Knowledge is the understanding of a science or art. Your knowledge shows that you have acquired information and that you understand people. Therefore, knowledge should be wide-ranging and in addition to knowing your job, you should know your team’s policies and keep up with current events.

Baseball Leadership:  The essentials of baseball defense boil down to three things: ball, base, backup. It is knowledge of these three, during each play, that allows a fielder to perform properly. First, the ball – know where it is going, where to position yourself for the catch, and know what to do with it next (where to throw). Second, the base – if the ball is not playable for you as a fielder, your next responsibility is to cover one of the bases (or home plate) as appropriate. You must know who is going where. Third, the backup – without a ball to catch and a base to cover, the last thing is to back someone else up. Every play. You must have the knowledge of where your backup would be most effective.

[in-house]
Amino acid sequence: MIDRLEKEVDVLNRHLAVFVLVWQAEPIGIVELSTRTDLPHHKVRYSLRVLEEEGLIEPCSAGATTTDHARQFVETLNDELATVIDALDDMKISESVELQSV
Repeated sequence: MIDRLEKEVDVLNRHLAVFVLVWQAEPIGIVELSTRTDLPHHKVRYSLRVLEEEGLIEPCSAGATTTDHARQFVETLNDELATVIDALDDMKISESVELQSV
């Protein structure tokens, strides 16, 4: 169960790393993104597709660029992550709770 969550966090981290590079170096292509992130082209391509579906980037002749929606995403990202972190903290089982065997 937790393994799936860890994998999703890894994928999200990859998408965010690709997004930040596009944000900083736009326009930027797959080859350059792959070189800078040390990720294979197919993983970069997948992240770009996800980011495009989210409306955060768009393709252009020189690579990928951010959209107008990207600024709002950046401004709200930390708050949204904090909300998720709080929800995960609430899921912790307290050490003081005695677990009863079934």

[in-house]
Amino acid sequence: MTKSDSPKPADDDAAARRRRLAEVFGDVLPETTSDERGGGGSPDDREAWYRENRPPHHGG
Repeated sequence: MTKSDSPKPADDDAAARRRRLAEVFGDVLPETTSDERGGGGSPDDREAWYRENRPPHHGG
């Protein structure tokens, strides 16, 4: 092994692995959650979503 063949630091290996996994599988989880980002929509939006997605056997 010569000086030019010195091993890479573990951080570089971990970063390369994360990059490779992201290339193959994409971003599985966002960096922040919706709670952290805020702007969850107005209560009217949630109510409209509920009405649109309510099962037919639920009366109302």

Increase your knowledge by remaining alert. Listen, observe, and find out about things you don’t understand. Study, read, and watch those around you to learn what you need to improve.


Loyalty means that you are devoted to your country and your seniors, peers, and subordinates. You owe unwavering loyalty up and down the chain of command, to seniors, subordinates, and peers.

Baseball Leadership:  No matter how the season turns out, no matter who ends up on the roster from year to year, I will always be a Phillies fan. I follow their players wherever they go. I am sure that if you like baseball, you have a favorite team, too!